From left, Lakesha Williams, Dawn Autry, Samonia Smith, and Mary Buford are among plaintiffs suing to buy the homes they have rented for up to 15 years. The homes were rent-to-own but the project went bankrupt.



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They’re hoping to be able to acquire their dwellings for little or nothing because of the promise that was made, the expenses they’ve undertaken, the conditions of the homes, and the failure of a state agency to monitor the project for problems.

The original developer, the now-defunct nonprofit Toledo Community Development Corp., built the development with mortgage financing of about $9.3 million, according to the two suits filed in Lucas County Common Pleas Court, with federal tax credits to lower the risk.

The project has fallen behind in paying its bills with the result that some of the houses have been demolished and others are in poor repair.

The original local partner, Toledo Community Development Corp., also known as Central City Neighborhood Community Development Corp., was once supported by the city with as much as $86,825 annual subsidy of taxpayer money.

The financial partner, National Equity Fund, an affiliate of the Local Initiatives Support Corp., or LISC, has been subsidizing the operating deficit — about $115,000 in 2015 — but has not been paying the property taxes. Lucas County Treasurer Wade Kapszukiewicz has filed two tax foreclosure lawsuits because the homes are behind in property taxes by about $230,000.

Ms. Buford, Ms. Smith, and Ms. Williams are seeking through their intervention in one of the cases to force the project to live up to the promise that was made — that they could get credit to buy their homes after the 15th year.

Whether their legal intervention will be accepted is up to Lucas County Common Pleas Court.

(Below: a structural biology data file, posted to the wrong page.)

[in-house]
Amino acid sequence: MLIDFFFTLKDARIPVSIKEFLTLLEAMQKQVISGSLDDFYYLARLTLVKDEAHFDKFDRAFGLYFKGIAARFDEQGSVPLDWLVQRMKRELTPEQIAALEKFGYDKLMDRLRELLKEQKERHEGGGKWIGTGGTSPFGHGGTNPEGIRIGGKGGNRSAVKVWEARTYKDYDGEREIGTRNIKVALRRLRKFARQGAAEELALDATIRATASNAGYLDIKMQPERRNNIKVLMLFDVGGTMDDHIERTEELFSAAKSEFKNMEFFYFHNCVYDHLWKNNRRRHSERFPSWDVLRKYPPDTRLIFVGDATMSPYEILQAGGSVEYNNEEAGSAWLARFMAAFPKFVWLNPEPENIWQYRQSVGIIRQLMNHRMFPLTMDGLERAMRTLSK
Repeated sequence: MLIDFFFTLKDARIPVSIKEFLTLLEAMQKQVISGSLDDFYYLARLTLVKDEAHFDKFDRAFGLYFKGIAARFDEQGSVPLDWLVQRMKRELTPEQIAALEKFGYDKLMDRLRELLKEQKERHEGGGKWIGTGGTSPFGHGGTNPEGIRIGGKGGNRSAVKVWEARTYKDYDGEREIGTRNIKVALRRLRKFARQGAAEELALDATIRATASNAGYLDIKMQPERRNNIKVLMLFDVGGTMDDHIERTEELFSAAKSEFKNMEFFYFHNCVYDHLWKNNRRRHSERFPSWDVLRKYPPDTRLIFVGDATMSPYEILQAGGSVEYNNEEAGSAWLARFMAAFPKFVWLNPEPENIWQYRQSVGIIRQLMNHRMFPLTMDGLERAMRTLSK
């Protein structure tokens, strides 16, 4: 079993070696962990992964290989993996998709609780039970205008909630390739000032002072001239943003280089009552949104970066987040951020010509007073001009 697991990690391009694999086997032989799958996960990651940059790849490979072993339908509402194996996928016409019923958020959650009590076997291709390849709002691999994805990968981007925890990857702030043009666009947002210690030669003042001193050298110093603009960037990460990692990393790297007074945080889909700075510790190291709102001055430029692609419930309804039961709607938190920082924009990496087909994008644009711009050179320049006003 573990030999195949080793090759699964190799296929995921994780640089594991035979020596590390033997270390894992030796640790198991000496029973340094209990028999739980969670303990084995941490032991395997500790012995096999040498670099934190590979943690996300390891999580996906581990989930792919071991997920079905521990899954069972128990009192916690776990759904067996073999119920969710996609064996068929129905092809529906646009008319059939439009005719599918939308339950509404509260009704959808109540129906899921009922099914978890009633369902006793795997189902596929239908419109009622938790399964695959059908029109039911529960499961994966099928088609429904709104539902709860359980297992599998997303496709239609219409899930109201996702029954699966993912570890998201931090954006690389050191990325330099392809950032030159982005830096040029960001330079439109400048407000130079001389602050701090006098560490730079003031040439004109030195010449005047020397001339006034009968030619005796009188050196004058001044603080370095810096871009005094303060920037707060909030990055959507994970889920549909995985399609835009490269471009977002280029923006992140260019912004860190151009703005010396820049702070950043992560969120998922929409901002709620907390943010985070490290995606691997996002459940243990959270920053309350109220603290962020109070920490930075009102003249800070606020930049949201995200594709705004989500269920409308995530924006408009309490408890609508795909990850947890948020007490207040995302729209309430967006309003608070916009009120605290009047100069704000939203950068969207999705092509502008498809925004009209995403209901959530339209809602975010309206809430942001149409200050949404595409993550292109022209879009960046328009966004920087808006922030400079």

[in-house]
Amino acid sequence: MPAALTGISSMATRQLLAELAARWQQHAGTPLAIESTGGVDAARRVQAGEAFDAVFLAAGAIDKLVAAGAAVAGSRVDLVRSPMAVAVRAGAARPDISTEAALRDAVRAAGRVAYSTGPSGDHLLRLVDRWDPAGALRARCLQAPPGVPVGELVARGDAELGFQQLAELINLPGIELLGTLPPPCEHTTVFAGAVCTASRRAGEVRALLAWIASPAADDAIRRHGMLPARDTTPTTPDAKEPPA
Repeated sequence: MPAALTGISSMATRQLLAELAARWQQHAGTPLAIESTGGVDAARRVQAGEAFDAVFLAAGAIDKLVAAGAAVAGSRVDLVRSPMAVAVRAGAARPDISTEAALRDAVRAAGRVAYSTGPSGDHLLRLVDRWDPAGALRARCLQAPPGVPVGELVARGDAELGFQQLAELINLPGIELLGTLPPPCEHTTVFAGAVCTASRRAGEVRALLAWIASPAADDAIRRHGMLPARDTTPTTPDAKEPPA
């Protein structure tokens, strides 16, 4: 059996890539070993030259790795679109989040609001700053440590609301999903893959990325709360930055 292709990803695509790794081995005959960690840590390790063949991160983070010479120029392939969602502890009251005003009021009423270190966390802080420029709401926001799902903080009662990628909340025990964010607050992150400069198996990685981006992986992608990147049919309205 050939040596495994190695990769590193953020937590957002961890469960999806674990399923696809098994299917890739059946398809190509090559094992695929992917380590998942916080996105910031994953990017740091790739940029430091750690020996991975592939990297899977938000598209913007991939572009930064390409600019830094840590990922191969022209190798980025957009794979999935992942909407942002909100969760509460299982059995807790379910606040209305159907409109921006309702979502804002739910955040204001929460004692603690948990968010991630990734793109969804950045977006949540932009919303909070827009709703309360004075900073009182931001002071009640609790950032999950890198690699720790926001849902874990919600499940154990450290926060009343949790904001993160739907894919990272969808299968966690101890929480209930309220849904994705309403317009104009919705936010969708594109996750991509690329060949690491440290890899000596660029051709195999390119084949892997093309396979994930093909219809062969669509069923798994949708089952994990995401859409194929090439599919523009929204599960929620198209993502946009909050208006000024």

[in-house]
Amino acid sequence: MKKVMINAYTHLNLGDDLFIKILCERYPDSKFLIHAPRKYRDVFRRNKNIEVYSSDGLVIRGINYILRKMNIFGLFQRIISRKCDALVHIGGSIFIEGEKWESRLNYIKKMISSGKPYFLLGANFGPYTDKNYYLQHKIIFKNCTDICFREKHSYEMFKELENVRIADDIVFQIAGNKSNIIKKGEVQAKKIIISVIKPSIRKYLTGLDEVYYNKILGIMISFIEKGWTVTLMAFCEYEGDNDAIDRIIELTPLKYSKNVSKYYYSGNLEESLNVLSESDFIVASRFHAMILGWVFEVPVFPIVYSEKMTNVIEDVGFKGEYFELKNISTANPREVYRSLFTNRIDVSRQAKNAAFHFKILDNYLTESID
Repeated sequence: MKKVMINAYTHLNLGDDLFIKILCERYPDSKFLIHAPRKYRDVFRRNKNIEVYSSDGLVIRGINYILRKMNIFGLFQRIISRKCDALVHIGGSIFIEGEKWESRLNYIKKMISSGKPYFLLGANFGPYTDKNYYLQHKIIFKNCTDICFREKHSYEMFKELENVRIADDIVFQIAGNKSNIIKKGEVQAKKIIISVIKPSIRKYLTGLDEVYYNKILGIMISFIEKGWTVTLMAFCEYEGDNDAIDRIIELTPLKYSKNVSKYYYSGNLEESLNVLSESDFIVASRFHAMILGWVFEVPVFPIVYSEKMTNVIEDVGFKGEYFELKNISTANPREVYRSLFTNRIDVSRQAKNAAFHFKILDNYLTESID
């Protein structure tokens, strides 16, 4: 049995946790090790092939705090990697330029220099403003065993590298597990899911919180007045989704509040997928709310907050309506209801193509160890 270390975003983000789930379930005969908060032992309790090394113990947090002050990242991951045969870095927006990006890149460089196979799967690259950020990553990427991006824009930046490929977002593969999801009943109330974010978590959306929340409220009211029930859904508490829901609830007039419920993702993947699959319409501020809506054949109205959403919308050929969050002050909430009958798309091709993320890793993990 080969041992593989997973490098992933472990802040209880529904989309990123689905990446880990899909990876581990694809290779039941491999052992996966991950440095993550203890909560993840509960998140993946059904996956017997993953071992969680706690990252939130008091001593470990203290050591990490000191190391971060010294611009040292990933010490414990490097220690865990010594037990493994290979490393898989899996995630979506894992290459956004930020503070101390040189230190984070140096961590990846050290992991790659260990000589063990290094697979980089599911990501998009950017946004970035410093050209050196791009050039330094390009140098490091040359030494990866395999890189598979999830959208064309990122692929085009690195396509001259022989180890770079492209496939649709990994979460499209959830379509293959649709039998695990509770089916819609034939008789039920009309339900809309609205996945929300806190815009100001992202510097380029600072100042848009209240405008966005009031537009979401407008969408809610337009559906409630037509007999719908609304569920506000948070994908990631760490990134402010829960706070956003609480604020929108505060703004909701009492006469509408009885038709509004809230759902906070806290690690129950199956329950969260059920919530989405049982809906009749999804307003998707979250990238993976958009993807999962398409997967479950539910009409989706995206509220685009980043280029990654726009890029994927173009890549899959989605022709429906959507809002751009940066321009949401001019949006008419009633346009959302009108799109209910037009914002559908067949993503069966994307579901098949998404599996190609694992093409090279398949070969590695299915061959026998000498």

Lawyer contentions

Lawyers for Mr. Kapszukiewicz say the tenants don’t have any standing to block the foreclosure suit. In the first case, which is virtually identical, and which also has tenants suing to stop the sale, Common Pleas Judge Dean Mandros denied a motion to intervene.

George Thomas, a lawyer representing the tenants, said the tenants’ rights are spelled out in a covenant. Even though one section of the covenant says the tenants’ rights terminate when foreclosure is filed, Mr. Thomas noted that the covenant also says the tenancy continues after foreclosure. He contends their right of first refusal to buy the homes is included in their tenancy rights.



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Mr. Kapszukiewicz said he sympathizes with the tenants and said the foreclosure suit is part of a plan aimed at getting the houses out of financial limbo and into the hands of a responsible community development corporation that can manage the rental properties and sell them.

The plan was devised by the city of Toledo Department of Neighborhoods; the Lucas County Land Bank, which Mr. Kapszukiewicz chairs, and NeighborWorks, a local nonprofit community development corporation. Toledo City Council voted unanimously June 7 to approve the foreclosure plan, and the measure was signed by Mayor Paula Hicks-Hudson.

The plan is to have the treasurer foreclose on the homes, turn them over to the Lucas County Land Bank to wipe the deeds clean of liens, such as mortgages — including $225,000 from the city of Toledo — and then transfer them, at a price of $300 each, to NeighborWorks, also known as Neighborhood Housing Services, Inc. of Toledo.

NeighborWorks would then rent them and try to sell them for about $20,000 each, according to NeighborWorks Executive Director Bill Farnsel.

“Our hope in this endeavor is that there are neighborhood residents that want to buy and are qualified that we can transfer ownership to, and in a two to three-year period we end up with just a handful of homes that residents don’t want to buy,” Mr. Farnsel said.

Ms. Buford said the improvements she’s made include new carpeting downstairs, paint, and a repaired kitchen sink. She said the dishwasher is broken and there’s a sewer smell from the basement drain.

“A lot of residents are scared to speak up for themselves. It’s only a few of us speaking up for what we believe in and that’s buying our houses and owning our houses,” Ms. Buford said. “Our question was, if you’re going to give them to [NeighborWorks] why don’t you give them to us?”

Conspiracy claim

Ms. Buford, Ms. Smith, and Ms. Williams are named in the complaint filed by ABLE, a federally funded legal aid agency that provides free representation in civil cases to low-income people. Complaints against the Oakwood Homes I and II foreclosure have also been filed by residents Dawn Autry, Monica Ham, Latoya Pearson, Latoya Broughton, Terri Pope, Darcell Jordan, Ronnita Holyfield, Polly Petoskey, and Charles and Tay Lee.

Ms. Autry’s pro se complaint accused local officials of conspiring to deprive them of their ownership rights.